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Poland obliged to make war reparations to Austria and Germany after WWI. Why?


hague1cmaeron 14 | 1,377
24 Jan 2011  #1
According to Adam Zamoyski in his book The Polish Way, page 348, Poland was obliged to pay war reparations to Austria and Germany.

Zamoyski:

“ The only solution was massive industrialisation, but this was made no easier by the fact
that in 1918 the retreating German Army had carried out a gigantic operation quaintly termed ‘the de-industrialisation of Poland; which left no factory, railway-station or bridge standing and no piece of machinery in place. The state came into being with vast debts to the allies (for equipping and arming the Blue Army and supplying armaments between 1918 and 1920), and the unbelievable obligation of making war-reparations to Austria and Germany.”

Does anybody know why?

Interestingly he also mentions that “In 1930 a Ukrainian nationalist organisation funded from Germany begun a campaign of terrorism and sabotage.” p344 again I wasn’t aware that they got their money from Germany, was anybody else?
Varsovian 92 | 634
24 Jan 2011  #2
Dunno, and don't have time to find out myself - does anyone out there know?
OP hague1cmaeron 14 | 1,377
24 Jan 2011  #3
I tried looking and thus far I haven't been successful, I wonder if anyone else has better knowledge of the topic. My first reaction was, How on earth can that have been possible?
Bratwurst Boy 5 | 10,015
24 Jan 2011  #4
Germany for sure did not get any reparations from anybody after WWI...WE PAID THEM!
Reparations is for losers!
Germany paid the last reparation for WW1 this year (2010).
Israel demands another 500 MIL for WWII (the East-German part they didn't get till now)...how is that?

"operation de-industrialisation" my arse! What crap! 1918 the german army was self-destructing and infighting.
(Not to mention that there was no Poland in 1918....I very much doubt the german army was on a destruction-spree in Germany).
The Treaty of Versaille decided that in 1919.

This guy is a plain liar...
Babinich 1 | 456
24 Jan 2011  #5
1918 the german army was self-destructing and infighting.

But marched back home, a home never breached by the enemy, with the belief that their defeat was a defeat sealed by back room political dealings.
Bratwurst Boy 5 | 10,015
24 Jan 2011  #6
That's what I meant with infighting....the fight between the nationalists and the communists didn't stop in the army...quite the contrary.
The old order broke down.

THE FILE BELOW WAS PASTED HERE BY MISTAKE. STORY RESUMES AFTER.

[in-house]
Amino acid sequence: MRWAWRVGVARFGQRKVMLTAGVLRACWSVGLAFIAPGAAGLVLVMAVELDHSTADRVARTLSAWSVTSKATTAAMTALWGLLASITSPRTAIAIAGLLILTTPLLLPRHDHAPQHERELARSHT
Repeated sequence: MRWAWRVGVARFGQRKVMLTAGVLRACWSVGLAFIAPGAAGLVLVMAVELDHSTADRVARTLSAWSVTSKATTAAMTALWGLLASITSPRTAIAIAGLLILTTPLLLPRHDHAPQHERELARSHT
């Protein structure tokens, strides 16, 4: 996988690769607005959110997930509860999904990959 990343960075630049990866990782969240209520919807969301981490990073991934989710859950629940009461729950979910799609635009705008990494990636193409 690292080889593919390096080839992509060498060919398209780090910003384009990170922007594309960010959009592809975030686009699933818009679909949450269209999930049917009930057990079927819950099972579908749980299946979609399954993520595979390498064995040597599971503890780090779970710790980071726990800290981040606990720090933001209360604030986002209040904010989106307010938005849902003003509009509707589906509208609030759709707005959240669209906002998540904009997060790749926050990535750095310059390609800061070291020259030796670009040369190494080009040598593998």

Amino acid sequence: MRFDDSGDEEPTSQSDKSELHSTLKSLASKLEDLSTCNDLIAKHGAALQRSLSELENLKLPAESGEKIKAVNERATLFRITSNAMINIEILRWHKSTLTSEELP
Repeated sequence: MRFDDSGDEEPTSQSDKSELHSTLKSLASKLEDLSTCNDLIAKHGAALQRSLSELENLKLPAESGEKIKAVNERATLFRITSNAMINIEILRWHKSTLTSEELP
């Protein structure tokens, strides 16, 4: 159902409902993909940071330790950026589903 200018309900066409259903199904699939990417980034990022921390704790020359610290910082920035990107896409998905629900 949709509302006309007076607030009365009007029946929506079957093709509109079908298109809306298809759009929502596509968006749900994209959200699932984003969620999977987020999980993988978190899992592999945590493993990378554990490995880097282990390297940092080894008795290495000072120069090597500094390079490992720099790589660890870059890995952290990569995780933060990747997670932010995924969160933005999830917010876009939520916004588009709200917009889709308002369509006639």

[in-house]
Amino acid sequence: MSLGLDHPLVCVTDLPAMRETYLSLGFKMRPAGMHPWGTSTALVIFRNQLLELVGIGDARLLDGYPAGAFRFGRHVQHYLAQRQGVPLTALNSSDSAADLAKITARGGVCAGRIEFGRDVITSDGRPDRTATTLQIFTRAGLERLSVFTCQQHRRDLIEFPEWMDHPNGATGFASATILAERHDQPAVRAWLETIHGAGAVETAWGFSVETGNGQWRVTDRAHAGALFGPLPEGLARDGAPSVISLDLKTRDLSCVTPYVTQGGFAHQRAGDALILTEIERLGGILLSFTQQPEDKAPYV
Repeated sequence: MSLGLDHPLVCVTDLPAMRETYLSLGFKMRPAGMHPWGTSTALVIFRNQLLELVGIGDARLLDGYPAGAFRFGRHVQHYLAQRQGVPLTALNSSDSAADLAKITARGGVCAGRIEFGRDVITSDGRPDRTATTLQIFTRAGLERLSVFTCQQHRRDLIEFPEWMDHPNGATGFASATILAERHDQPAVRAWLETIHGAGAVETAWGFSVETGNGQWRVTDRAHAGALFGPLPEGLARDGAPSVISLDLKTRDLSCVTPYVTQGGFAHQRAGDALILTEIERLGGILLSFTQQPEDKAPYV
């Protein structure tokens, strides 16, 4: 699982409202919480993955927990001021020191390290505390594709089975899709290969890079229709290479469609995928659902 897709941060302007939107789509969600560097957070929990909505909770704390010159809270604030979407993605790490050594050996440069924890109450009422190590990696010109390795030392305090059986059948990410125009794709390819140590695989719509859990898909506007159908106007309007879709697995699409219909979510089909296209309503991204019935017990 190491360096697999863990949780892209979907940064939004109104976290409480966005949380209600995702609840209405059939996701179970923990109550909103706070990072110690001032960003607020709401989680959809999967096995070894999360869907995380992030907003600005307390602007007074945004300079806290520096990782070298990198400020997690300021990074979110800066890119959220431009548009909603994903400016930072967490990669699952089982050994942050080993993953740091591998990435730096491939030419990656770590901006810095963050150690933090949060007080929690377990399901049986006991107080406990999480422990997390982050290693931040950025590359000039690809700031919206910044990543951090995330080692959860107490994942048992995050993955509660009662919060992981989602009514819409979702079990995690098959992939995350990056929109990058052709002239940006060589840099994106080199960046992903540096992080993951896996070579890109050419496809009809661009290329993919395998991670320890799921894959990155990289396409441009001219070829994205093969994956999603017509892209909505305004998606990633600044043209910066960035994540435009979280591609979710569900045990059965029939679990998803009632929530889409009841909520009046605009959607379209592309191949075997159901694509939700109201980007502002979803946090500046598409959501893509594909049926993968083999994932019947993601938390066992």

There wasn't even an Austria yet but still the Austro-Hungarian empire breaking down.

in 1918 the war was over, mainly happened in the West anyhow....

This author is a liar!
AdamKadmon 2 | 508
24 Jan 2011  #7
This guy is a plain liar...

No, he is not. The Polish folk proverb says:
Czyj chleb jesz tego piosenkę śpiewasz.
Varsovian 92 | 634
24 Jan 2011  #8
Hey - before you lot go tribal ... can we get back to the original post?
AdamKadmon 2 | 508
24 Jan 2011  #9
Adam Zamoyski is a British historian not Polish. So he is objective.
adamzamoyski.com
Bratwurst Boy 5 | 10,015
24 Jan 2011  #10
Well...he should get his facts straight.

What did he bring to support this idea? Any documents? Or just a plain opinion like on a talk board?
AdamKadmon 2 | 508
24 Jan 2011  #11
Any documents?

You will find them in the book.
Varsovian 92 | 634
24 Jan 2011  #12
I don't need a link - just give some sort of clue as where to back up the statement at issue. As for he's British and therefore impartial ... erm, not good enough for me!
Bratwurst Boy 5 | 10,015
24 Jan 2011  #13
You will find them in the book.

Highly improbably...
enkidu 7 | 623
24 Jan 2011  #14
I am Polish born and educated in Poland and I have never heard about any reparations paid to Germany and/or Austria by Poland. Quick internet research also shows no results.

As for de-industrialisation. My home town is in the old Prussian territory. I assure you that the German-built bridges, factories, trains stations etc are still in place.
englishwarsaw - | 5
24 Jan 2011  #15
I think it is just a misreading of Zamoyski. Poland paid reparations not to Austria and Germany, but to third countries for the land they had taken over from Austria and Germany. Since the reparations were considered to be a collective punishment for the Austrian and German population, it was only logical that part of the population should not escape punishment just because their land had been re-allocated to a new country. Such an arrangement would normally see reparation payments more than counter-balanced by reparation receipts.